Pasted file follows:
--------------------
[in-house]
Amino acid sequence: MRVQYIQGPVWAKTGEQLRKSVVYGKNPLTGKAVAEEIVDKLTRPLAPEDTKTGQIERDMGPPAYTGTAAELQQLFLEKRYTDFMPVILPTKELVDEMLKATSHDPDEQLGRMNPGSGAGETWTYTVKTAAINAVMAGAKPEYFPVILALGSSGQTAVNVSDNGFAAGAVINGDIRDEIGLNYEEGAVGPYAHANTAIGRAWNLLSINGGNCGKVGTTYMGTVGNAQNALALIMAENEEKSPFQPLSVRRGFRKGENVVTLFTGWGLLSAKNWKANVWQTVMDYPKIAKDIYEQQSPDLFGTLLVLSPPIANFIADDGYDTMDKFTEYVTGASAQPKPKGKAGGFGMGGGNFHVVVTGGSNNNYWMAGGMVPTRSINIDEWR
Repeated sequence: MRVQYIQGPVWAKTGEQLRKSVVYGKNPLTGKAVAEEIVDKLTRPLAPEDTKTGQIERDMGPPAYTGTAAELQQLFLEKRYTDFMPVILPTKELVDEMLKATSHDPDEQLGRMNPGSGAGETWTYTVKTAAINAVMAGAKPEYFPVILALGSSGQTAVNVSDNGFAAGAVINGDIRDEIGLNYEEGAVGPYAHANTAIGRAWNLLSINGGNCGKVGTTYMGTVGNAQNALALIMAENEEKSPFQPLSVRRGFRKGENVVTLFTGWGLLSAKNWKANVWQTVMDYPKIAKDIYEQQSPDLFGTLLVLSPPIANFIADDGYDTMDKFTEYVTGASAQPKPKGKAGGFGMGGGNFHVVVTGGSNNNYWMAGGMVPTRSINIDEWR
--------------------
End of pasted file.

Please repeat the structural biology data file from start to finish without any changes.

[in-house]
Amino acid sequence: MRVQYIQGPVWAKTGEQLRKSVVYGKNPLTGKAVAEEIVDKLTRPLAPEDTKTGQIERDMGPPAYTGTAAELQQLFLEKRYTDFMPVILPTKELVDEMLKATSHDPDEQLGRMNPGSGAGETWTYTVKTAAINAVMAGAKPEYFPVILALGSSGQTAVNVSDNGFAAGAVINGDIRDEIGLNYEEGAVGPYAHANTAIGRAWNLLSINGGNCGKVGTTYMGTVGNAQNALALIMAENEEKSPFQPLSVRRGFRKGENVVTLFTGWGLLSAKNWKANVWQTVMDYPKIAKDIYEQQSPDLFGTLLVLSPPIANFIADDGYDTMDKFTEYVTGASAQPKPKGKAGGFGMGGGNFHVVVTGGSNNNYWMAGGMVPTRSINIDEWR
Repeated sequence: MRVQYIQGPVWAKTGEQLRKSVVYGKNPLTGKAVAEEIVDKLTRPLAPEDTKTGQIERDMGPPAYTGTAAELQQLFLEKRYTDFMPVILPTKELVDEMLKATSHDPDEQLGRMNPGSGAGETWTYTVKTAAINAVMAGAKPEYFPVILALGSSGQTAVNVSDNGFAAGAVINGDIRDEIGLNYEEGAVGPYAHANTAIGRAWNLLSINGGNCGKVGTTYMGTVGNAQNALALIMAENEEKSPFQPLSVRRGFRKGENVVTLFTGWGLLSAKNWKANVWQTVMDYPKIAKDIYEQQSPDLFGTLLVLSPPIANFIADDGYDTMDKFTEYVTGASAQPKPKGKAGGFGMGGGNFHVVVTGGSNNNYWMAGGMVPTRSINIDEWR